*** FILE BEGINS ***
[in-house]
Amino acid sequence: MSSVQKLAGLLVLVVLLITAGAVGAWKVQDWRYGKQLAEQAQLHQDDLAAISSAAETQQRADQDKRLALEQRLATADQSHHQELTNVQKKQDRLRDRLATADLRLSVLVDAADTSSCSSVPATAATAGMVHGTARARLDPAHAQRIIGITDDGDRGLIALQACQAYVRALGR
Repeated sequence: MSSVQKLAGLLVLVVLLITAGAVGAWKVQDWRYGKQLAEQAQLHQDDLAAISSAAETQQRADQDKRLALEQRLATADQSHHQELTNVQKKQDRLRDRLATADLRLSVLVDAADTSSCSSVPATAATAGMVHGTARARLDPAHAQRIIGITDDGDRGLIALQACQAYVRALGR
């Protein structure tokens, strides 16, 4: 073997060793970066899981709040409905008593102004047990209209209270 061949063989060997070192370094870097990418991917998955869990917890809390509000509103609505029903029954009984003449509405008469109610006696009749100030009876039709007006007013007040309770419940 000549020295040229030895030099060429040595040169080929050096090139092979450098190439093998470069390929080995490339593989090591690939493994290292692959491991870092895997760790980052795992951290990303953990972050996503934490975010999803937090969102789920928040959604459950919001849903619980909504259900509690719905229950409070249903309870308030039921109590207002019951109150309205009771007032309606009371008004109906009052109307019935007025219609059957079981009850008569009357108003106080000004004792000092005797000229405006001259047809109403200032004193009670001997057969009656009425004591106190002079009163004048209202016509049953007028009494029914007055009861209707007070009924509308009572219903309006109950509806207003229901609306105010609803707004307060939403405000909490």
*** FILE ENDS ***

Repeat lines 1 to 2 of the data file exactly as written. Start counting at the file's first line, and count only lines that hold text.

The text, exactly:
[in-house]
Amino acid sequence: MSSVQKLAGLLVLVVLLITAGAVGAWKVQDWRYGKQLAEQAQLHQDDLAAISSAAETQQRADQDKRLALEQRLATADQSHHQELTNVQKKQDRLRDRLATADLRLSVLVDAADTSSCSSVPATAATAGMVHGTARARLDPAHAQRIIGITDDGDRGLIALQACQAYVRALGR